I love my "cloud" of tags on the right hand side here - it makes it easy to find posts on a particular theme easily, but over time the cloud had become rather more widespread, let's say. Sometimes I blog something that needs a particular tag because I'm joining in with others. Sometimes I start a tag thinking I'll do more round it, then in my usual style get utterly distracted by something else and never blog about that thing again. Sometimes I forget exactly what tag I might have used before for something and use something that seems about right - only to realise afterwards what the "standard" tag for the subject was. Either way it has meant that I had quite a lot of tags over there that had only one or two posts on them, and quite a lot of others which while they had a good few posts, duplicated almost totally with another, similar tag. So in a few minutes of spare time I sat down and began methodically working through the tags, getting rid of quite a lot, and adding additional tags to some posts where I felt they would fit better. It's a bit of a work in progress really - there is more to do, but already it is starting to look a bit less cluttered.

In the process of working through the tags I also found posts with expired links which I have deleted, and even a few full posts which for various reasons are now irrelevant, so those have been deleted as well. Again - a work in progress, I suspect there is more to do, there is after all 10 years of posts on here, even if some of those years have been less prolific than others!

Another task I undertook while I was at it was to go through my reading list - some of the links on there were to old blogs that no longer exist and look unlikely to ever make a reappearance. Others are from people who stopped blogging some time ago, or now blog elsewhere. Then the real nitty gritty and where the value in this exercise lies - those blogs that I still have on my list because I enjoyed them at one stage but now I just skim past. Some others that I followed out of duty to particular people who were in my life at the time, but who I have now drifted away from, removing the need for a "loyalty follow". That done I added a few new ones that I had gleaned from the sidebars of other blogs that I DO still follow, to add value to my list. This should mean a less cluttered reading list and blog feed, and not missing stuff that I actually want to see amongst a tide of stuff that sparks no joy or interest whatsoever.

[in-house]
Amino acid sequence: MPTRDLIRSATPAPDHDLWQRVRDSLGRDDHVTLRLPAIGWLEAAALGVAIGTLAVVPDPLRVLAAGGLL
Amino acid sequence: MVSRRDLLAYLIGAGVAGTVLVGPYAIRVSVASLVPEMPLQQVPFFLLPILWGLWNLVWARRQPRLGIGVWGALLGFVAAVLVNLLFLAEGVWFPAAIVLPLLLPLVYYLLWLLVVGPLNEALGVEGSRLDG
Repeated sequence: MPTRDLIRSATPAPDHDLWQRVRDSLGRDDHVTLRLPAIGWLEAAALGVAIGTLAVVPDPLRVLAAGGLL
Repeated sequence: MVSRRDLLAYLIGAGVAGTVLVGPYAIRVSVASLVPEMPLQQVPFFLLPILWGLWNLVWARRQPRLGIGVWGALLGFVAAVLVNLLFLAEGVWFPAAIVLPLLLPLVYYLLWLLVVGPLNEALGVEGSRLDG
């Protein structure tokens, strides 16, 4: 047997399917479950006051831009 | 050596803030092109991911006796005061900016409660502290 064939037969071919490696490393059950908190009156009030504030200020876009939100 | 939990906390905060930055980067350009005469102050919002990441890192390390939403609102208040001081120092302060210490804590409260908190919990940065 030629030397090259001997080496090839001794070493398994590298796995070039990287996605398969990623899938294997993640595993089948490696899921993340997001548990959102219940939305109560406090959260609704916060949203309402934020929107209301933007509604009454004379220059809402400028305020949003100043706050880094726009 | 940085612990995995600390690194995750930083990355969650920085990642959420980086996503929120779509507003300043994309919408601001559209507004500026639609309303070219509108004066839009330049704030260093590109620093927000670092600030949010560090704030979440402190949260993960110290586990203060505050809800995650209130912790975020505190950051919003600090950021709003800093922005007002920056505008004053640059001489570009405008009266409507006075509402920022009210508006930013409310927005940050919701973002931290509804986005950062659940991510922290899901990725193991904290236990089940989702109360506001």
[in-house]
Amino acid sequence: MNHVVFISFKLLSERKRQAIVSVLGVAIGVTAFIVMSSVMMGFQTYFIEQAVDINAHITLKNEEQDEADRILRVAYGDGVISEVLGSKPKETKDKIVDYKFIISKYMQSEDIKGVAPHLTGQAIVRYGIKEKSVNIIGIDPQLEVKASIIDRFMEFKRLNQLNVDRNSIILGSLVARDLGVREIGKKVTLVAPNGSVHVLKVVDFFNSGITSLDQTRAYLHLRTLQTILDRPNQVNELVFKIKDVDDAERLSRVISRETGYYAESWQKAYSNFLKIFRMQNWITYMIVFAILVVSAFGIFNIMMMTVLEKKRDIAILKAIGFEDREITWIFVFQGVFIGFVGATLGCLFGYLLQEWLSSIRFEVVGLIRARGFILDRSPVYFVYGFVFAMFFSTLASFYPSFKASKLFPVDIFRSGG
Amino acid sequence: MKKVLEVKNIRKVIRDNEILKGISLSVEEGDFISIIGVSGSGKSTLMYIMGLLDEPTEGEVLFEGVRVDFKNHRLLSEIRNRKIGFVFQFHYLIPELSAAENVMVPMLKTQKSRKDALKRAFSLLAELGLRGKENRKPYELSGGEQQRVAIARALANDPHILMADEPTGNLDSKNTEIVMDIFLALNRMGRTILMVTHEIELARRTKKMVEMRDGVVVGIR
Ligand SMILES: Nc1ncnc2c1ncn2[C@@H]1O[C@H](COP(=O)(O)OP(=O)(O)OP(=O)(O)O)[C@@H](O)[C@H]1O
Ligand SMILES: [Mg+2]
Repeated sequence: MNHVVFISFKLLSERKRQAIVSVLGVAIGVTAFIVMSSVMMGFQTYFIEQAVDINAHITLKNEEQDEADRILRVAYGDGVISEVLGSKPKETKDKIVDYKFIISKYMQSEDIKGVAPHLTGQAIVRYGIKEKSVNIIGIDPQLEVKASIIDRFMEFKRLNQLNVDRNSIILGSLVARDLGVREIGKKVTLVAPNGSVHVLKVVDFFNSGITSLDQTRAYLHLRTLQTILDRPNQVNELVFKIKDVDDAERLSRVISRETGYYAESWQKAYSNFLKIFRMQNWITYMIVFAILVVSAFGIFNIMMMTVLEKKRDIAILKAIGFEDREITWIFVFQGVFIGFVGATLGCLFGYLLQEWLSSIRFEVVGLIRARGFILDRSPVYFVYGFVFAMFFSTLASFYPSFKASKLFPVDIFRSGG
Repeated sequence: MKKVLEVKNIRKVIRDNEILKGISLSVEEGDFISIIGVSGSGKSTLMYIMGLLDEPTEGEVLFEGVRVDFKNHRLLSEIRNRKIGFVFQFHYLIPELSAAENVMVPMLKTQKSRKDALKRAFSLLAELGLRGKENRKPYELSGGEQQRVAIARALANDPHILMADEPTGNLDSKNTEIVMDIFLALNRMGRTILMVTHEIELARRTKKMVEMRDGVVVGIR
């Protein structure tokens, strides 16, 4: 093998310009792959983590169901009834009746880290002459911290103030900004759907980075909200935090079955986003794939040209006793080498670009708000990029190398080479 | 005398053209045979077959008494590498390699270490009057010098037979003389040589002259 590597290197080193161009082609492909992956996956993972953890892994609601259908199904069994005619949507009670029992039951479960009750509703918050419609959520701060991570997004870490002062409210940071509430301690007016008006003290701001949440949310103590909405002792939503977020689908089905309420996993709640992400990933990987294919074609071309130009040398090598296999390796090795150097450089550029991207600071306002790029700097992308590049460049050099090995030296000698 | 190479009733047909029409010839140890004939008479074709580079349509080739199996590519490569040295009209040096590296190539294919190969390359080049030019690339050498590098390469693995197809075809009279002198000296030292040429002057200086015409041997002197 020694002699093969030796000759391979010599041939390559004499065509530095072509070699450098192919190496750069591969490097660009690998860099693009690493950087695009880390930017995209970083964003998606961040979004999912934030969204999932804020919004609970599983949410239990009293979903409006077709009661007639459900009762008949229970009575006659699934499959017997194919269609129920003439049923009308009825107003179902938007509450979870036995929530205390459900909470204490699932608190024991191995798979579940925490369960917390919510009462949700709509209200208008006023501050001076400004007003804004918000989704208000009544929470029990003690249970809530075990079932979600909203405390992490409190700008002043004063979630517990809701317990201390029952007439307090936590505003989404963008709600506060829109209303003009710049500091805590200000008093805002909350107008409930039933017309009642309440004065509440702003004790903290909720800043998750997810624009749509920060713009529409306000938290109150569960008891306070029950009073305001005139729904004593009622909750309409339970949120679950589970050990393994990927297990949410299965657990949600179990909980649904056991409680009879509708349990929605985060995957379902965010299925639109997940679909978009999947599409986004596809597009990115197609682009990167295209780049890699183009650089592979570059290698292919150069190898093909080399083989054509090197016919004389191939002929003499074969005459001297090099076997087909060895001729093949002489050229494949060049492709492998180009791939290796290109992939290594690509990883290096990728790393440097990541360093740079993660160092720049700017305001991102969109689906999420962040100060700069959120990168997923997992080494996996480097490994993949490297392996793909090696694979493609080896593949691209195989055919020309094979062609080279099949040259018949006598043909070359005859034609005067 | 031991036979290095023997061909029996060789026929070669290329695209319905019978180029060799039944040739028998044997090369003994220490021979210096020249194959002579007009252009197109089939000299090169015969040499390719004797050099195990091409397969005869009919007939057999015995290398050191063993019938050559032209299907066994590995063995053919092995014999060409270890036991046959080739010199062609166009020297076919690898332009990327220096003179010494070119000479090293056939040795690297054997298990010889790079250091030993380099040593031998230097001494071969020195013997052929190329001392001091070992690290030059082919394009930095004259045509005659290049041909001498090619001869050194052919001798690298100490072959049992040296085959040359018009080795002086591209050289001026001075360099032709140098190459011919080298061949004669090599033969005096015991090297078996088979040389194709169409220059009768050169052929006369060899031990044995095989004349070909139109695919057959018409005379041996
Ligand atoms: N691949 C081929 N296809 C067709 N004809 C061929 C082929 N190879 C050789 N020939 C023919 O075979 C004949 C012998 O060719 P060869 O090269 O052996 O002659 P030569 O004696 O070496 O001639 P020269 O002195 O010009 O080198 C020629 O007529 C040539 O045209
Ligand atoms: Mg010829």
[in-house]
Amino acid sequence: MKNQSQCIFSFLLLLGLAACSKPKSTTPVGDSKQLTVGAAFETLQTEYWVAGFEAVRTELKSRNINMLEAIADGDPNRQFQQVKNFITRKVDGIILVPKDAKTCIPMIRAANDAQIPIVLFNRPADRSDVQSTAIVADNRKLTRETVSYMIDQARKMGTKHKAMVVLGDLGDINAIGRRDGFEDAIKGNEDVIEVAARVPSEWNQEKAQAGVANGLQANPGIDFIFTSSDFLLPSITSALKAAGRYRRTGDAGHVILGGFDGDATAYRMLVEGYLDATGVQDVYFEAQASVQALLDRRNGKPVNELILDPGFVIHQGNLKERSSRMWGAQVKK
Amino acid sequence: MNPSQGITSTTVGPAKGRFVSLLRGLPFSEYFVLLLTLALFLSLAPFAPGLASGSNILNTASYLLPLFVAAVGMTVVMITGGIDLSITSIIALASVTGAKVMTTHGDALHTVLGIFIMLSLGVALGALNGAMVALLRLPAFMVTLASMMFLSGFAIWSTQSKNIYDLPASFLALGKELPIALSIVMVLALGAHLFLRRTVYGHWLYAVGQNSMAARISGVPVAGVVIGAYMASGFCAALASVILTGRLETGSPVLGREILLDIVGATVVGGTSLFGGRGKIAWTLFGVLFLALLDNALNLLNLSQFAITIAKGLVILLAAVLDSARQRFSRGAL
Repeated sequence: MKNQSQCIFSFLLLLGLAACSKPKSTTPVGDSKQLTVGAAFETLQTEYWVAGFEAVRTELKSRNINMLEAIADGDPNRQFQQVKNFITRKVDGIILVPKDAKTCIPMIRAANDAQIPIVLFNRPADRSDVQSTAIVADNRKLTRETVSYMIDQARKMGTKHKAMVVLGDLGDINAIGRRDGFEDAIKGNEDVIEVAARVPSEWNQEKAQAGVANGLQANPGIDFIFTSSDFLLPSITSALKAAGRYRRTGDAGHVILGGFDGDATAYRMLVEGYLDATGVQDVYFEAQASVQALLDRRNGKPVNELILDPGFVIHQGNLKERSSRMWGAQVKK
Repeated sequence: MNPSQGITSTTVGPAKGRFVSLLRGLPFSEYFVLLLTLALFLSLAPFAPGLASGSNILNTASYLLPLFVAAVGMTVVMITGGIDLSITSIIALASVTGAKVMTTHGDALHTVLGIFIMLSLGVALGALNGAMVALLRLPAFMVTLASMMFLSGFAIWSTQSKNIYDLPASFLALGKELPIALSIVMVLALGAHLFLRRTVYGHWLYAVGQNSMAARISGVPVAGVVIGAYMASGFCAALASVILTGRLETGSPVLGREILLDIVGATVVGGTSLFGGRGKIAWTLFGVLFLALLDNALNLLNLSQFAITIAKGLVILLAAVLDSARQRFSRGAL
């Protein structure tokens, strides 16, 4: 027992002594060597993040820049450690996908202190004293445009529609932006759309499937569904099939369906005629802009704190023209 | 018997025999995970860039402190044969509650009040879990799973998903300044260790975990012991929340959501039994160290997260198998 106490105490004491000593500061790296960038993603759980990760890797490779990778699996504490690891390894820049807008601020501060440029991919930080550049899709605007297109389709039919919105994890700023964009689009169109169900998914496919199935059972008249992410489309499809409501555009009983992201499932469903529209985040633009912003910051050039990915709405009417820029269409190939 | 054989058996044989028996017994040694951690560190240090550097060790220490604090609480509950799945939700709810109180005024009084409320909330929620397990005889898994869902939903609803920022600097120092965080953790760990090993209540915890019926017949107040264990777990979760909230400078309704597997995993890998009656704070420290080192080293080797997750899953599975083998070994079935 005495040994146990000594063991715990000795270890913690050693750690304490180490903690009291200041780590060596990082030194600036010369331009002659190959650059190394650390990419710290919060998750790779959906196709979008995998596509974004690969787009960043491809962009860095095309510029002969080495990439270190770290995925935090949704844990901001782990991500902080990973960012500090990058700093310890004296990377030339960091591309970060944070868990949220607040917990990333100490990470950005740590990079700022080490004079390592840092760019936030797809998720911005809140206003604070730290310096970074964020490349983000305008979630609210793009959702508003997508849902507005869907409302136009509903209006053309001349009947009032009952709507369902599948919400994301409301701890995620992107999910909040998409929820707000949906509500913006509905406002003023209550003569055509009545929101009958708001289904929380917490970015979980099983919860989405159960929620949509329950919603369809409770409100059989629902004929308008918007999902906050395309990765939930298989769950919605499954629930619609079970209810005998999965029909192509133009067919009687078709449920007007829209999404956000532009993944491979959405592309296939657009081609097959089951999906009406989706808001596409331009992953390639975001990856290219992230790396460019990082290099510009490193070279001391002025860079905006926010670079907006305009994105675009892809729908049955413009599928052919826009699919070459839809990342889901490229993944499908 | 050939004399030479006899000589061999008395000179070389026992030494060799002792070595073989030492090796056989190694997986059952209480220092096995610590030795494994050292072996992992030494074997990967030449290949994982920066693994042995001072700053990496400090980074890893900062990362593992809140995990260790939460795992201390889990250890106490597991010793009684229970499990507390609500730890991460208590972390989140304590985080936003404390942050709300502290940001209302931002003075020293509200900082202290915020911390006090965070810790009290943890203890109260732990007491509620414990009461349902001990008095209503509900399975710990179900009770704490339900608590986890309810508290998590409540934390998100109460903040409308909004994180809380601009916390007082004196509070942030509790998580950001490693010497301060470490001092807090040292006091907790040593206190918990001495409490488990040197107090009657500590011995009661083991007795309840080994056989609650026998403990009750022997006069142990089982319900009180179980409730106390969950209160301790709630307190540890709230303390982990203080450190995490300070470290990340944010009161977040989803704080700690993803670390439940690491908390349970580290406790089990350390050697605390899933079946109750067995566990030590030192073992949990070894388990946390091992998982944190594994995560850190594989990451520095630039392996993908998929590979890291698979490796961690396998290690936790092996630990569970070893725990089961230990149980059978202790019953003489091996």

It's another step towards remembering that decluttering can happen on all sorts of levels - a while ago a friend told me how she manages a "zero inbox" for her emails - and while I've not managed to get mine to zero, I drastically cut down the amount of stuff sitting in both my personal and work emails, and do a weekly "filing session" tidying up both and making sure that anything that needs attention, gets it. The result is far less clutter, less stress over the possibility of missing something that needs a reply/action, and items being put in folders meaning that they are easier to find later if needed.

While the classic perception of decluttering is about physical "stuff", the virtual clutter can also serve to drag us down mentally, and should probably be considered as worthy of attention as the books, CD's, clothes etc that we usually picture in our minds when the concept comes up. when was the last time you undertook a virtual spring clean?


Tuesday 14 May 2019

The Conscious Consumption Challenge

I'm feeling a little in need of a non activity based challenge at the moment - so far this year a lot of the challenges I've set myself have been around exercise, or specifically running, but this time I wanted something different, and it feels like a while since there has been a food/home/money type challenge on here, so that steered things a bit too.  Also I have recently discovered that Sue formerly of Our New Life In The Country is blogging again - and blogging ALL about challenges, in fact, so I'm further inspired by that!